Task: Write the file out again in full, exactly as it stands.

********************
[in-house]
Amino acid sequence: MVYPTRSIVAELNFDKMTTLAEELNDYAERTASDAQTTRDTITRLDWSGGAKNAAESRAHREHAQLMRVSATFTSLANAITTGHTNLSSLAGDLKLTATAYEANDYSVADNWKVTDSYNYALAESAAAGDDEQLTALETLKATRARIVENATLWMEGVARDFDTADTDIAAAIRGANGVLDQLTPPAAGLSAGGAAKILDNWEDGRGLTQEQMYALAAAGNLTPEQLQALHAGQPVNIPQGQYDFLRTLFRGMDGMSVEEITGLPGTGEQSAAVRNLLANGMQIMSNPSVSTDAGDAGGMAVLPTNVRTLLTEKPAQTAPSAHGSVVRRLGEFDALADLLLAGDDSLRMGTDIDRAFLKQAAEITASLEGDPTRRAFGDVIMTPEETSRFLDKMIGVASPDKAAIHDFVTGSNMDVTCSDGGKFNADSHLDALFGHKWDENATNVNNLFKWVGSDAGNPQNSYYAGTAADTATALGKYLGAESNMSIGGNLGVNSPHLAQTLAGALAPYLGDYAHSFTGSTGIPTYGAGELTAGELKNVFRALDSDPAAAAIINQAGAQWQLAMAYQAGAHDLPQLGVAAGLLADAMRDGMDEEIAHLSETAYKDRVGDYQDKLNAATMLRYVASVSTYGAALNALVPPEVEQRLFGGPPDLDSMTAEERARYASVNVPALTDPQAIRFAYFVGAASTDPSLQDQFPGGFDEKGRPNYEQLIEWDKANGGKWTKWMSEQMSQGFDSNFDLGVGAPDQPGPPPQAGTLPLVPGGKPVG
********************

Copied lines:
[in-house]
Amino acid sequence: MVYPTRSIVAELNFDKMTTLAEELNDYAERTASDAQTTRDTITRLDWSGGAKNAAESRAHREHAQLMRVSATFTSLANAITTGHTNLSSLAGDLKLTATAYEANDYSVADNWKVTDSYNYALAESAAAGDDEQLTALETLKATRARIVENATLWMEGVARDFDTADTDIAAAIRGANGVLDQLTPPAAGLSAGGAAKILDNWEDGRGLTQEQMYALAAAGNLTPEQLQALHAGQPVNIPQGQYDFLRTLFRGMDGMSVEEITGLPGTGEQSAAVRNLLANGMQIMSNPSVSTDAGDAGGMAVLPTNVRTLLTEKPAQTAPSAHGSVVRRLGEFDALADLLLAGDDSLRMGTDIDRAFLKQAAEITASLEGDPTRRAFGDVIMTPEETSRFLDKMIGVASPDKAAIHDFVTGSNMDVTCSDGGKFNADSHLDALFGHKWDENATNVNNLFKWVGSDAGNPQNSYYAGTAADTATALGKYLGAESNMSIGGNLGVNSPHLAQTLAGALAPYLGDYAHSFTGSTGIPTYGAGELTAGELKNVFRALDSDPAAAAIINQAGAQWQLAMAYQAGAHDLPQLGVAAGLLADAMRDGMDEEIAHLSETAYKDRVGDYQDKLNAATMLRYVASVSTYGAALNALVPPEVEQRLFGGPPDLDSMTAEERARYASVNVPALTDPQAIRFAYFVGAASTDPSLQDQFPGGFDEKGRPNYEQLIEWDKANGGKWTKWMSEQMSQGFDSNFDLGVGAPDQPGPPPQAGTLPLVPGGKPVG